Landscape companies are struggling to find workers willing to do projects like this one. | Courtesy of Murrie Mehrer

If you’re wondering why your lawn care company hasn’t cut your grass and its owner keeps giving you the runaround, you’re not alone. According to longtime lawn care company owner Murrie Mehrer, 60, of Lakeland, the landscaping industry is facing a critical worker shortage crisis.  

Mehrer has run “All that Gardening by Murrie,” since 1988. She said Florida’s new immigration law, known as Senate Bill 1718,  is one factor causing issues for her business, and the lawn care industry in general. 

“We are struggling to find good help. It was bad after COVID, and after the new law passed, most of them left the state,” Mehrer said. 

Before the law went into effect, she said her Lakeland-based landscaping company had upwards of seven workers. Since the law went into effect, she’s lost five of them. 

“We spent time and years training, and teaching these people. Now most of them are gone. The immigrants with legal status are in high demand, and they know it. When you do find one, they want top dollar. We can’t afford to pay someone per day what the average yard pays us in a month,” Mehrer said. 

Construction, roofing, tree trimming and other businesses have also reported challenges.

Under the new law, which went into effect July 1, businesses with 25 or more employees must use the federal E-Verify electronic system to ensure new hires can legally work in the United States or beginning in 2024, face a $1,000 daily fine and possible suspension of business licenses after multiple findings of noncompliance. It also prohibits undocumented immigrants from using drivers’ licenses issued in other states, and requires hospitals that accept Medicaid to ask patients about their immigration status upon admission.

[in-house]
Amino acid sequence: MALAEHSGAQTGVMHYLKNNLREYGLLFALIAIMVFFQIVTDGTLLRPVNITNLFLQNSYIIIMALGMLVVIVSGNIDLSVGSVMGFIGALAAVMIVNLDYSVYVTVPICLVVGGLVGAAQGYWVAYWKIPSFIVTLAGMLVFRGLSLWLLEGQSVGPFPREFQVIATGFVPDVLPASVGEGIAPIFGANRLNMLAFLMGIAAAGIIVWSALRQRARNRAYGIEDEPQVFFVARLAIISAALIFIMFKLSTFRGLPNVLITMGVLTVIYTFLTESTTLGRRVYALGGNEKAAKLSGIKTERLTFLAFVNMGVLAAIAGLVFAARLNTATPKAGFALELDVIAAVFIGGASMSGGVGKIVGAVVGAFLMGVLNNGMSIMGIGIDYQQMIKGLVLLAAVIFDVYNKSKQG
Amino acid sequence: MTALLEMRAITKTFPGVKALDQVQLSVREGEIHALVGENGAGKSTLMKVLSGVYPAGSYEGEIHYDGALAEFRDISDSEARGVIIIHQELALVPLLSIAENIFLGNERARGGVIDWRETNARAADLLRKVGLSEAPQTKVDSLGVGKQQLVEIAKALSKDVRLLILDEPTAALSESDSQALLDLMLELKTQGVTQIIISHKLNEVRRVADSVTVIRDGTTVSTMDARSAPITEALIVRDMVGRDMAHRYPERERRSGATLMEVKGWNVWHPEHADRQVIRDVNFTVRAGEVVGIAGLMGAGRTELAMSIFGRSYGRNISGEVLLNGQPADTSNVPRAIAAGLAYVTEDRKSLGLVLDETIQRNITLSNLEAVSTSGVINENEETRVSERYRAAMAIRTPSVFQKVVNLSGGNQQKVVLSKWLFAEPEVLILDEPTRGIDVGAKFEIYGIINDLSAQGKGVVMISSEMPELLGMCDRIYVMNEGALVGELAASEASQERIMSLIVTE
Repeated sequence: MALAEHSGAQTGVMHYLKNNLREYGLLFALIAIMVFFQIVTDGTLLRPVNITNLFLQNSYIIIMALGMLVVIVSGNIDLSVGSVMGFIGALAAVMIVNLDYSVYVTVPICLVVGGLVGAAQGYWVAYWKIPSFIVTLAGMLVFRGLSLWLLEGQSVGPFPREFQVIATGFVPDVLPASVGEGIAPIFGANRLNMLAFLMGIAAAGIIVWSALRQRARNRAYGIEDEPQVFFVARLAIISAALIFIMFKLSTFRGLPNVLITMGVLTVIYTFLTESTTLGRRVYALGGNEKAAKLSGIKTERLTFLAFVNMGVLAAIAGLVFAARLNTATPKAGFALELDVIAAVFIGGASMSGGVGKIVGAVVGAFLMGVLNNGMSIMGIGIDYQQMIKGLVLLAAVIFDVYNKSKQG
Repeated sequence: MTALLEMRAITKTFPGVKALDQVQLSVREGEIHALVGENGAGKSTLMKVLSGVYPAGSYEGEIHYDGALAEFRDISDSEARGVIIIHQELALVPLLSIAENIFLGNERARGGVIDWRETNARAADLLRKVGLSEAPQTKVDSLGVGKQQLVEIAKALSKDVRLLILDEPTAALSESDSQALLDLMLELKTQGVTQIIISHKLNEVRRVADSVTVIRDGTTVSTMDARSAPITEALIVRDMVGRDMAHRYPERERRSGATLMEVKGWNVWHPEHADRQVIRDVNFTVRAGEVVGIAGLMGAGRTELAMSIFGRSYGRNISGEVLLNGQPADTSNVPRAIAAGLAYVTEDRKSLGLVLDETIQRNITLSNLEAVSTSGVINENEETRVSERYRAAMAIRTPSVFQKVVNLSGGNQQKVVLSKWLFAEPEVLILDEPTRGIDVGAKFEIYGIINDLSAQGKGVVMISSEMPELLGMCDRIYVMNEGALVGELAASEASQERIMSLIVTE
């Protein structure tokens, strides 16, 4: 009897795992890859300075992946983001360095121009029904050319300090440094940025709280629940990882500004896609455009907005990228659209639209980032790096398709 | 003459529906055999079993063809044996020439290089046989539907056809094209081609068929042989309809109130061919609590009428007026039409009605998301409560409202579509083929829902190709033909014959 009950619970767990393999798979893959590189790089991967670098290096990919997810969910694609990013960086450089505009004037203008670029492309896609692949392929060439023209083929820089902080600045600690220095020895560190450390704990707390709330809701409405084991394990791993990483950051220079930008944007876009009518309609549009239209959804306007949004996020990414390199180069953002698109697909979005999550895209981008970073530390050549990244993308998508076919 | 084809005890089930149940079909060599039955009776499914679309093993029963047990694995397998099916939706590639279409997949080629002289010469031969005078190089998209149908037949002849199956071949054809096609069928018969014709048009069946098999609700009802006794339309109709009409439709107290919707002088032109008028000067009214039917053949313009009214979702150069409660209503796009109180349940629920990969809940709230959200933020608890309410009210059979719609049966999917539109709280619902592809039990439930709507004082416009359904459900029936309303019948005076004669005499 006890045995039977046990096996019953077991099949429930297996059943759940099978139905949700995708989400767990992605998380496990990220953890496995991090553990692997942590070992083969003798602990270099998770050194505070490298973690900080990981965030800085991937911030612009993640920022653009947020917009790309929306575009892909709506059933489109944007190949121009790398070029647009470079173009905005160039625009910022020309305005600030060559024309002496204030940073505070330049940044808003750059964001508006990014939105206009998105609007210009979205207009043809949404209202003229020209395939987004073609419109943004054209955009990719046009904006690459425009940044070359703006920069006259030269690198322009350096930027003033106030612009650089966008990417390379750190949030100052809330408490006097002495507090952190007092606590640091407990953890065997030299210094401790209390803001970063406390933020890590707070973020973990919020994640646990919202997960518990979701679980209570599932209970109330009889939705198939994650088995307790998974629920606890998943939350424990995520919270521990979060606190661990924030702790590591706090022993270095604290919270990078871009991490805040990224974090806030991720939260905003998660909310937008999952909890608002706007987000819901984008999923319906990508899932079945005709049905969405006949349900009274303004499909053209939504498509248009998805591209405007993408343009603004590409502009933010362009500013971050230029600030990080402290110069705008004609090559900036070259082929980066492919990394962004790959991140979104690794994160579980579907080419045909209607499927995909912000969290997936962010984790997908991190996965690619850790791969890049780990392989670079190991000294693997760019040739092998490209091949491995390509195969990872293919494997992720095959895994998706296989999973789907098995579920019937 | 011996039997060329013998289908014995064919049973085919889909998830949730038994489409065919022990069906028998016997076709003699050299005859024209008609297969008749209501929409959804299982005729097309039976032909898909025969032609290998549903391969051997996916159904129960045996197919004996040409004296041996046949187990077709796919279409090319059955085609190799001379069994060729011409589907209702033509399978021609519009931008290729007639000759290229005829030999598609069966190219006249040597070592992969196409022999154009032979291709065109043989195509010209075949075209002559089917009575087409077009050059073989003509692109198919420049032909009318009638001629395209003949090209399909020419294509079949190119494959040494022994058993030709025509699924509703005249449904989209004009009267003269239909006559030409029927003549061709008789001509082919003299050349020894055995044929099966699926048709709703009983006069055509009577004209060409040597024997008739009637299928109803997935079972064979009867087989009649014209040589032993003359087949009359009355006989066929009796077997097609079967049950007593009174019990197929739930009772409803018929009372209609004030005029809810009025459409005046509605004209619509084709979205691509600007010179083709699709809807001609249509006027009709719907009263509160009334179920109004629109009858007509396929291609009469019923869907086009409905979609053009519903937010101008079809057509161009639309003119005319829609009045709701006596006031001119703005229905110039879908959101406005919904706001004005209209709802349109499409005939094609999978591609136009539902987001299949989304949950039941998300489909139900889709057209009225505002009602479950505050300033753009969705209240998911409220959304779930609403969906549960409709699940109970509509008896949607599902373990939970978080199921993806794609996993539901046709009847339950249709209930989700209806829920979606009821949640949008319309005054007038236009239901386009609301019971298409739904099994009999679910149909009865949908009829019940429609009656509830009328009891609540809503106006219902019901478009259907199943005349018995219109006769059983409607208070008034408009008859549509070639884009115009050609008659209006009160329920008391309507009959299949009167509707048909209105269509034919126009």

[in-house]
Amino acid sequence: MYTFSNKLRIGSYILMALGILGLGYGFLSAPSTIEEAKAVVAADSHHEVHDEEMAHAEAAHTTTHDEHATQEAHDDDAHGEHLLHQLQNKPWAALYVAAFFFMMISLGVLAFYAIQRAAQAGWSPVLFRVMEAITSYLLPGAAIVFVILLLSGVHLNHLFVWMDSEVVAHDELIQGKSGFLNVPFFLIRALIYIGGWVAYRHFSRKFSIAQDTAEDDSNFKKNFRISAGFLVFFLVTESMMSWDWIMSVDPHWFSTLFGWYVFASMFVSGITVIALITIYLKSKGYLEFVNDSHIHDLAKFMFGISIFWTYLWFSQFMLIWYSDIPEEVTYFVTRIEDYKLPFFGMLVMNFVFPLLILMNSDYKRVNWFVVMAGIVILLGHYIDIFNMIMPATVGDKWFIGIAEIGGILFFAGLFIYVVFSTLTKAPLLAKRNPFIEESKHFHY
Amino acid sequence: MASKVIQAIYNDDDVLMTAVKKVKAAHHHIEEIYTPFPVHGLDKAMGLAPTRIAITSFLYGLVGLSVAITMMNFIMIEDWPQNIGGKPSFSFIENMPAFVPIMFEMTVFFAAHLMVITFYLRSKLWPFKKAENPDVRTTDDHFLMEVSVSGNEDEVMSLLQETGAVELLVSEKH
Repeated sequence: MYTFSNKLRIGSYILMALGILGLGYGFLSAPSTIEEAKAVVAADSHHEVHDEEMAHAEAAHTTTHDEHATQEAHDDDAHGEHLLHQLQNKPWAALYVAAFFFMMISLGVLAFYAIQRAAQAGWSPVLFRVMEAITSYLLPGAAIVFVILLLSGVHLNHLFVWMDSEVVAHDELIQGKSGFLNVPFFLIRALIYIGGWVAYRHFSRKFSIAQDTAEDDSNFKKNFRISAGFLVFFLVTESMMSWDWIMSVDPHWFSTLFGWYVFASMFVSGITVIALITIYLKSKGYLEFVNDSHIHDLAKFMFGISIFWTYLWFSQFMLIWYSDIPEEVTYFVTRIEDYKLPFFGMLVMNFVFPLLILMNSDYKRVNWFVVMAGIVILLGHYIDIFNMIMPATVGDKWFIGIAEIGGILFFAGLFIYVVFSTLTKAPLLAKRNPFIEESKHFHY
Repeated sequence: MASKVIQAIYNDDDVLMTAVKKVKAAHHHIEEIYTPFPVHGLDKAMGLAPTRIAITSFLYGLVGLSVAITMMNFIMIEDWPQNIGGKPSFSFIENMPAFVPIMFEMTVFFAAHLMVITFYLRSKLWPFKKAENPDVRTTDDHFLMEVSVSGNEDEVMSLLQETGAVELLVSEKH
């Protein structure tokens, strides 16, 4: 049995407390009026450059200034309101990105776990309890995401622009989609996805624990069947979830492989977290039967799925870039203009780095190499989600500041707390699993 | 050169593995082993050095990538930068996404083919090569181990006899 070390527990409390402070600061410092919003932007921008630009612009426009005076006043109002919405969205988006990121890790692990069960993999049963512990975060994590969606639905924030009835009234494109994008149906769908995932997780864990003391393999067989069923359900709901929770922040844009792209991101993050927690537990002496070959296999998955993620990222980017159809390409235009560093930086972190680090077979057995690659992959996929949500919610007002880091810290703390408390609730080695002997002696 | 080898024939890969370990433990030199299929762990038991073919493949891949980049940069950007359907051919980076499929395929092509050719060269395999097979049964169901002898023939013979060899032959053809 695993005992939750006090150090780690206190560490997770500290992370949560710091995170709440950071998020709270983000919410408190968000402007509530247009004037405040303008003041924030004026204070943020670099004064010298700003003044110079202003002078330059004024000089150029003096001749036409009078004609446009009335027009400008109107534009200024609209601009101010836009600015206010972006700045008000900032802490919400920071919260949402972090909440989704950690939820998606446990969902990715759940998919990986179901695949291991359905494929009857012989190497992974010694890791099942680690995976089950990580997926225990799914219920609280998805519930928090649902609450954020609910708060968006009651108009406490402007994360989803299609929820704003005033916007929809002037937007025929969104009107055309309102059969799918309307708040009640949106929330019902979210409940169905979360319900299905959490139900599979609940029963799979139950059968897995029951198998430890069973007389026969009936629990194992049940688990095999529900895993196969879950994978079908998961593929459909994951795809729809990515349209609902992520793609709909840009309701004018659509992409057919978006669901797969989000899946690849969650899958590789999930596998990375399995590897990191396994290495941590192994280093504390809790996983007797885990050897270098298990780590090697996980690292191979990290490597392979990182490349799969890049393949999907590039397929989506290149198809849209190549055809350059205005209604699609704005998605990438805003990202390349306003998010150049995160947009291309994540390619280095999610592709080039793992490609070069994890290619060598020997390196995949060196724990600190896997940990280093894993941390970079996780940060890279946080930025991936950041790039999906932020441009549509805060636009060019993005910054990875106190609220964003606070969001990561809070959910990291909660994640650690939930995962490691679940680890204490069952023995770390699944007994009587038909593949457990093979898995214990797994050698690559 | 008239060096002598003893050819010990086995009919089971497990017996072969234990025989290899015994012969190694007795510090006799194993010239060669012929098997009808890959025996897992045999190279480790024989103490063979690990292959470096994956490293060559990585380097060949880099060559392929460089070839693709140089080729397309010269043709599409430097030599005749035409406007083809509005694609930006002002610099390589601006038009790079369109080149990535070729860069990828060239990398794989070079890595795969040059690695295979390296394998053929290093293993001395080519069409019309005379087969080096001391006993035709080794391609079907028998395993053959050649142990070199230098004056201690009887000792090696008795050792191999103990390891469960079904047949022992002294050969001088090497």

Another facet of the law makes it a third-degree felony if someone transports someone into Florida who they “reasonably should know has entered the United States in violation of the law.” For families with mixed immigration status, this could make it illegal for a husband to drive his undocumented wife into the state. Mehrer believes this is why many have fled. 

“People are scared and nervous. It causes all kinds of stress on entire families,” Mehrer said. 

Searching for workers

Finding workers who are citizens or able to work legally in the United States and who want to do landscaping work in the hot sun has proven to be quite the challenge. 

Murrie Mehrer, Landscape company owner

“The industry is hurting for help. The people that are here, wanting to work, are now demanding higher pay. Higher pay means prices will have to go up,” Mehrer explained. “I (would) love to see all of those people that said the immigrants were taking our jobs. Where are they? We could use the help! It’s very hard to run a business without help. “

She said the increase in minimum wage has added to the issue. 

“Most people here do not want to work. Most are receiving some kind of government help, or they can go work at McDonald’s, in the air conditioning, for what we are paying. The folks that are able to work don’t have a driver’s license, and the ones that do, don’t have the experience or work ethic,” she said. “When you find someone that has all the credentials, get ready to pay them close to $200 per day. As a small business, we cannot afford that. “

Jim Delp, 56, former owner of A-1 Landscape Management Company, said he got so tired of constantly trying to find workers that he sold his business of 28 years. 

“The last five years were the worst. I went through COVID, that was crap. Then went through no one wanted to work because everyone was making $900 in unemployment. I put it up for sale,” Delp explained. “American people, young guys, don’t want to work. If you do find one, they whine and cry and moan about what you’re paying them and what they’re doing.”